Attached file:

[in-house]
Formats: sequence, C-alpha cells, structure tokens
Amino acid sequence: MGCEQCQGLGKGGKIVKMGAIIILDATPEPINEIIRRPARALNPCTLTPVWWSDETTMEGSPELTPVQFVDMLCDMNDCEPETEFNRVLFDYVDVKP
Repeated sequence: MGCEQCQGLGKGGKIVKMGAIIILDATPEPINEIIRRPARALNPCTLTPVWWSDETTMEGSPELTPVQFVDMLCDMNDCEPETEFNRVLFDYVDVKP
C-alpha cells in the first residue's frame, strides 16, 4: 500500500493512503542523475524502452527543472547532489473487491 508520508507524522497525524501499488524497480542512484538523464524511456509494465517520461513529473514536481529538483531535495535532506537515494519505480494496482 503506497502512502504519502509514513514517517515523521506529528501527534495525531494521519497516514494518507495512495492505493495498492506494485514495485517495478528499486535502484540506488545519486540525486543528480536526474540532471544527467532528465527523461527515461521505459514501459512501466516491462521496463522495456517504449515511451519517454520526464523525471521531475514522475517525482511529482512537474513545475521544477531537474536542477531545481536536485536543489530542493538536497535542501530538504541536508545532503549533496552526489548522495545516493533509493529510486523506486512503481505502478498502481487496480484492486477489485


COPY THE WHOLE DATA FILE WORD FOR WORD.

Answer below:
[in-house]
Formats: sequence, C-alpha cells, structure tokens
Amino acid sequence: MGCEQCQGLGKGGKIVKMGAIIILDATPEPINEIIRRPARALNPCTLTPVWWSDETTMEGSPELTPVQFVDMLCDMNDCEPETEFNRVLFDYVDVKP
Repeated sequence: MGCEQCQGLGKGGKIVKMGAIIILDATPEPINEIIRRPARALNPCTLTPVWWSDETTMEGSPELTPVQFVDMLCDMNDCEPETEFNRVLFDYVDVKP
C-alpha cells in the first residue's frame, strides 16, 4: 500500500493512503542523475524502452527543472547532489473487491 508520508507524522497525524501499488524497480542512484538523464524511456509494465517520461513529473514536481529538483531535495535532506537515494519505480494496482 503506497502512502504519502509514513514517517515523521506529528501527534495525531494521519497516514494518507495512495492505493495498492506494485514495485517495478528499486535502484540506488545519486540525486543528480536526474540532471544527467532528465527523461527515461521505459514501459512501466516491462521496463522495456517504449515511451519517454520526464523525471521531475514522475517525482511529482512537474513545475521544477531537474536542477531545481536536485536543489530542493538536497535542501530538504541536508545532503549533496552526489548522495545516493533509493529510486523506486512503481505502478498502481487496480484492486477489485